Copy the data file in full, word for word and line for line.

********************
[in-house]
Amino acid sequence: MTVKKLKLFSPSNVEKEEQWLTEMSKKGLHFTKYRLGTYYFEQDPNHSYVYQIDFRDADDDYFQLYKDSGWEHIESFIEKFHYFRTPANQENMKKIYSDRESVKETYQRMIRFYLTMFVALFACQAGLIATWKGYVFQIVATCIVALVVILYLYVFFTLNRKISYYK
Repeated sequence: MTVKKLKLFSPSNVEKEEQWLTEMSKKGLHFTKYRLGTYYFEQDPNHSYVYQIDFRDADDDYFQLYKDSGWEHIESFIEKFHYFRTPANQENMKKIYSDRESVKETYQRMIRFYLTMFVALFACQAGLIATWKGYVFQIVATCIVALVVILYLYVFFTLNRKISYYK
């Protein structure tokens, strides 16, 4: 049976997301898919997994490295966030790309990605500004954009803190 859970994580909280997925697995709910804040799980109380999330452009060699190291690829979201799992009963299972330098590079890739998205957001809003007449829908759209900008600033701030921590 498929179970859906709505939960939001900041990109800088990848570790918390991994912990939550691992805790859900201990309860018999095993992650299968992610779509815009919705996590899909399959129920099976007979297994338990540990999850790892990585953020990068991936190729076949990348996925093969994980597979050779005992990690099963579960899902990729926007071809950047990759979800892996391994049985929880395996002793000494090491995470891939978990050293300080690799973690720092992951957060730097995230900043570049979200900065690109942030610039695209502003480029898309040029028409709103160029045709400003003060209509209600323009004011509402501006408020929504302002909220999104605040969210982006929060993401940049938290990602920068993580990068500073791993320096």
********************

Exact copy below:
[in-house]
Amino acid sequence: MTVKKLKLFSPSNVEKEEQWLTEMSKKGLHFTKYRLGTYYFEQDPNHSYVYQIDFRDADDDYFQLYKDSGWEHIESFIEKFHYFRTPANQENMKKIYSDRESVKETYQRMIRFYLTMFVALFACQAGLIATWKGYVFQIVATCIVALVVILYLYVFFTLNRKISYYK
Repeated sequence: MTVKKLKLFSPSNVEKEEQWLTEMSKKGLHFTKYRLGTYYFEQDPNHSYVYQIDFRDADDDYFQLYKDSGWEHIESFIEKFHYFRTPANQENMKKIYSDRESVKETYQRMIRFYLTMFVALFACQAGLIATWKGYVFQIVATCIVALVVILYLYVFFTLNRKISYYK
């Protein structure tokens, strides 16, 4: 049976997301898919997994490295966030790309990605500004954009803190 859970994580909280997925697995709910804040799980109380999330452009060699190291690829979201799992009963299972330098590079890739998205957001809003007449829908759209900008600033701030921590 498929179970859906709505939960939001900041990109800088990848570790918390991994912990939550691992805790859900201990309860018999095993992650299968992610779509815009919705996590899909399959129920099976007979297994338990540990999850790892990585953020990068991936190729076949990348996925093969994980597979050779005992990690099963579960899902990729926007071809950047990759979800892996391994049985929880395996002793000494090491995470891939978990050293300080690799973690720092992951957060730097995230900043570049979200900065690109942030610039695209502003480029898309040029028409709103160029045709400003003060209509209600323009004011509402501006408020929504302002909220999104605040969210982006929060993401940049938290990602920068993580990068500073791993320096």